On Christmas Day 2015, Ramone Jamarr Alston drove down the short, skinny driveway that leads to Trinity Court apartments in Chapel Hill.
Someone jumped out of the car and opened fire on several families enjoying an unseasonably warm December evening, witnesses said.
One of the bullets hit 1-year-old Maleah William as her mother held her in her arms.
She died in the hospital three days later.
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“This is a tragic case of a cycle of violence that didn’t end until it took the life of the most innocent person,” said Orange County Assistant District Attorney Jeff Nieman.
On Friday morning, attorneys presented opening arguments and testimony began in the case, in which Alston, 24, was one of three Chapel Hill men charged with first-degree murder and discharging a weapon into an occupied property.
Pierre Je Bron Moore, 25, also faces those charges, but prosecutors in 2016 dismissed charges against the third man, Shaquille Oneill Davis.
Alston's trial is expected to take two to four weeks, court officials said.
Money and marijuana
Attorneys from both sides outlined a case in which no one appears to be disputing Alston was driving the car.
Instead the questions appear to center on whether he also shot into the crowd, whether there was a plan to seek revenge against someone in or near the crowd and Alston’s role in the shooting.
Nieman laid out a scenario in which an incident involving Davis and Jaylen McNair earlier that day led to the shooting.
Around noon, he said, the men got into a fight at Trinity Court, a 40-unit public housing community off North Pritchard Avenue. The fight ended with McNair taking money and marijuana from Davis, the prosecutor said.
“[Davis] left, and said, ‘I am coming back,’ ” Nieman said.
Davis went to a nearby apartment complex, met up with Alston, Moore and another individual, Nieman said.
“You will hear, at that point, they had a conversation and a plan was made to go back to Trinity Court to get Jaylen McNair,” Nieman said.
Alston also believed then that McNair was one of the men responsible for breaking into Alston’s home three times in June 2014, threatening him and his family, Nieman said.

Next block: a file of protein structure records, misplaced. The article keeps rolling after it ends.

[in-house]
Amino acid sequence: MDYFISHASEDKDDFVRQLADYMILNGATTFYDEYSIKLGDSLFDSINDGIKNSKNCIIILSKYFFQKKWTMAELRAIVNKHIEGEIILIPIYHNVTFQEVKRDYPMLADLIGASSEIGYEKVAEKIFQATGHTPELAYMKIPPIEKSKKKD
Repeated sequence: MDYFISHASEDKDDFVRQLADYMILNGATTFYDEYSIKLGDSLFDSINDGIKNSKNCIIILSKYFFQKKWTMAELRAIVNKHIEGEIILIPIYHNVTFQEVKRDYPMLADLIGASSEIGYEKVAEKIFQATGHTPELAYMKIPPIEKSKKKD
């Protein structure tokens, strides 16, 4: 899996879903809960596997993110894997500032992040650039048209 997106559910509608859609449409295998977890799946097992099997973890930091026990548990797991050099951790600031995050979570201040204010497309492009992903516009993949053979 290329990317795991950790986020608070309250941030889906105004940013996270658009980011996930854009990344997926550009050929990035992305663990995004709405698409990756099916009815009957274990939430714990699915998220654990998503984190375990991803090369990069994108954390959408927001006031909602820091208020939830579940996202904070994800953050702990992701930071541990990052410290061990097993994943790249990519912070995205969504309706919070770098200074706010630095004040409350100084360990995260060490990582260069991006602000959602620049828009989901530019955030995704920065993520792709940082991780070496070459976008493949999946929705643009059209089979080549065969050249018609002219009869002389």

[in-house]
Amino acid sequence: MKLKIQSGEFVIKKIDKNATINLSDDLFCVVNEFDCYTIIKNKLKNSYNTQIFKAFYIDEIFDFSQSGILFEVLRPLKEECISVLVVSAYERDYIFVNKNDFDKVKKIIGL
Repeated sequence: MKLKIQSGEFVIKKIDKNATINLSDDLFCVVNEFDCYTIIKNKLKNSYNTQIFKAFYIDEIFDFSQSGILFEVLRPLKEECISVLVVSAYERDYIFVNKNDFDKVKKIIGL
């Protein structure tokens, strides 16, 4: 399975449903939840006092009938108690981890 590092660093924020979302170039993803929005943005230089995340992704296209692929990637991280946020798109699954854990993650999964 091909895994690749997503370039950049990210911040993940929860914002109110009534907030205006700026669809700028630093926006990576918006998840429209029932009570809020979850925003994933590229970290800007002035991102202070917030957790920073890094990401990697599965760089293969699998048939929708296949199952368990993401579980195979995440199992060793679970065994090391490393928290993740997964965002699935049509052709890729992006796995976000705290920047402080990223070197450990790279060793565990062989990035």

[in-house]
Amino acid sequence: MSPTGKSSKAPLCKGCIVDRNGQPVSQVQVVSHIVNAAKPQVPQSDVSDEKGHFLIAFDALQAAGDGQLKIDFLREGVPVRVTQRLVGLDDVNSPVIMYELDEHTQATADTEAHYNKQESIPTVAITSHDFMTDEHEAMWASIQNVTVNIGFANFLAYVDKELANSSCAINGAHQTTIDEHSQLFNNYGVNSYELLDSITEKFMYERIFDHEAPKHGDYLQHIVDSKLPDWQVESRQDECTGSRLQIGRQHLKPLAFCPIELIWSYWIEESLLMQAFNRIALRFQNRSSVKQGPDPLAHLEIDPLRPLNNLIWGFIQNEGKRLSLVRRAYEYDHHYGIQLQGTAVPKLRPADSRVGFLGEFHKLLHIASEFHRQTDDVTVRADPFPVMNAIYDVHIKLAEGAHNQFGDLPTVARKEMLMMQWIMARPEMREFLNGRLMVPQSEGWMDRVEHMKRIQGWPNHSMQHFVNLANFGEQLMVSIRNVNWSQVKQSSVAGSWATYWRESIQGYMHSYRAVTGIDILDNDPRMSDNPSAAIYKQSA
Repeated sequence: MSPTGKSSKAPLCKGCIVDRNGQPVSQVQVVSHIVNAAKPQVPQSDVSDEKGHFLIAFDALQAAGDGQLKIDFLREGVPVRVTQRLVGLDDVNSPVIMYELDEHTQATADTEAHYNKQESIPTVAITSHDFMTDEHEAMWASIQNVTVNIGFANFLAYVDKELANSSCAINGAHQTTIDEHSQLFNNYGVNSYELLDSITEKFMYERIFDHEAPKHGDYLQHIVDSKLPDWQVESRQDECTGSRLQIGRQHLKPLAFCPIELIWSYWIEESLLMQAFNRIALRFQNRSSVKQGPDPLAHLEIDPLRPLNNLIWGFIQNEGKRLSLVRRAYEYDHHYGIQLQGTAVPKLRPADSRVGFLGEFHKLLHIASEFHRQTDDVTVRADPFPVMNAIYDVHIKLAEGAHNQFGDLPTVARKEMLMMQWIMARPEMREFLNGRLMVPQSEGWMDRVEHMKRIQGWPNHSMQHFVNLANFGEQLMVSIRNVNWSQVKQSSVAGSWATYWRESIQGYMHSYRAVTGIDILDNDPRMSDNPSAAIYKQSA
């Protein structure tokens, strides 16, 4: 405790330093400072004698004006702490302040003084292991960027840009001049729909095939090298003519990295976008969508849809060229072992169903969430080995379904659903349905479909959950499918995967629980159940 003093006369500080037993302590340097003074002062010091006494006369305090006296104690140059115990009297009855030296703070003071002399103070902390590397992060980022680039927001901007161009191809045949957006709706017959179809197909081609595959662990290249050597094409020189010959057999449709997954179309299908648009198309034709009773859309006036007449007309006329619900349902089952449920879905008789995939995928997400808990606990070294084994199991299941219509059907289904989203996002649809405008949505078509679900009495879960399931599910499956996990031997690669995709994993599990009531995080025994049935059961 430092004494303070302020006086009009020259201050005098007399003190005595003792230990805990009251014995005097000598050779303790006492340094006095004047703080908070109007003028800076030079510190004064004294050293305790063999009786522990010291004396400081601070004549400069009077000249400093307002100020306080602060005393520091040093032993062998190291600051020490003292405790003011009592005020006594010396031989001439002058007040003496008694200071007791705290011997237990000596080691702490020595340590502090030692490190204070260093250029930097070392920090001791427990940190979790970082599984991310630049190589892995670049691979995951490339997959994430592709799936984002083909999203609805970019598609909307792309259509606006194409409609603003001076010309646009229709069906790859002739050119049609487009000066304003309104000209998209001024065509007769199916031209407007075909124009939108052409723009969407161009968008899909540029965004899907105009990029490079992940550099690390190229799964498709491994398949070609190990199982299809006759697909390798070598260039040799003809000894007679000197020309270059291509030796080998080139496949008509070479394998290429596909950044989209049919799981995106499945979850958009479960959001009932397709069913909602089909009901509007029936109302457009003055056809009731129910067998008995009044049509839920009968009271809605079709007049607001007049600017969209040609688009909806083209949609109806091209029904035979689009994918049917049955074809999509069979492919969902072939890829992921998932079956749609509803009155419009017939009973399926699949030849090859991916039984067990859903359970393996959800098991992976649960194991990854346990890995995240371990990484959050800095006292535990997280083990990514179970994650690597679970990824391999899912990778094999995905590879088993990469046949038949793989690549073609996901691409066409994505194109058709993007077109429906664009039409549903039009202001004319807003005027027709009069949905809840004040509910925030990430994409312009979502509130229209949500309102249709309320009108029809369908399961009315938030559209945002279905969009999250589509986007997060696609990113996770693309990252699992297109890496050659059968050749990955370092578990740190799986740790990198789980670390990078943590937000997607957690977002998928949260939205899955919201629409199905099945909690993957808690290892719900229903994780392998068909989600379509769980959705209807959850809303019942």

“It had been a year and a half, and he had not forgotten about that,” Nieman said.
On Christmas Day 2016, Alston got in his car with Moore and drove to Trinity Court apartments, Nieman said.
Around 5:45 p.m. he drove in front of the apartments as about 20 people, including eight children, gathered outside as darkness started to fall, Nieman said.
Alston drove to the end of the road, turned around, and slowly returned to the entrance to the apartments were McNeil was, Nieman said. He stopped the car, and Moore got out and opened fire, Nieman said.
“One of the bullets tore through the head of Maleah Williams, who was in her mother’s arms,” Nieman said.
The evidence will also show Alston opened his door, got out and opened fire too, before speeding away, Nieman said.
The evidence will also show that three months before the shooting there was a break-in off Piney Mountain Road in Chapel Hill and some firearms were taken, which ended in the hands of Alston and Moore, Nieman said.
'Really pay attention'
Alston’s attorney, Jonathan Trapp, pointed out that Alston is presumed innocent, and regardless of whether anything is in dispute, all the elements of the charges have to be proven by prosecutors.
There will not be any evidence of the actual guns used, Trapp said. The shell casings found at the apartments weren’t linked to Alston through fingerprint and DNA tests, he said. The evidence also indicates that the shell casing came from the same gun, Trapp said.
The evidence and testimony will show that someone jumped out of the passenger side of the car “while it was still in motion and fired into the crowd,” Trapp said.
“And I ask you to really pay attention to what they say, and what they don’t say,” he said. “What evidence is presented and what evidence is not presented.”
On Christmas 2016 Alston proposed to his girlfriend, they opened presents with his children, had a big breakfast and went to another family member’s house to open more presents.
“There is not going to be a mention of a big plan in order to retaliate on a person that may or may not have done something,” Trapp said.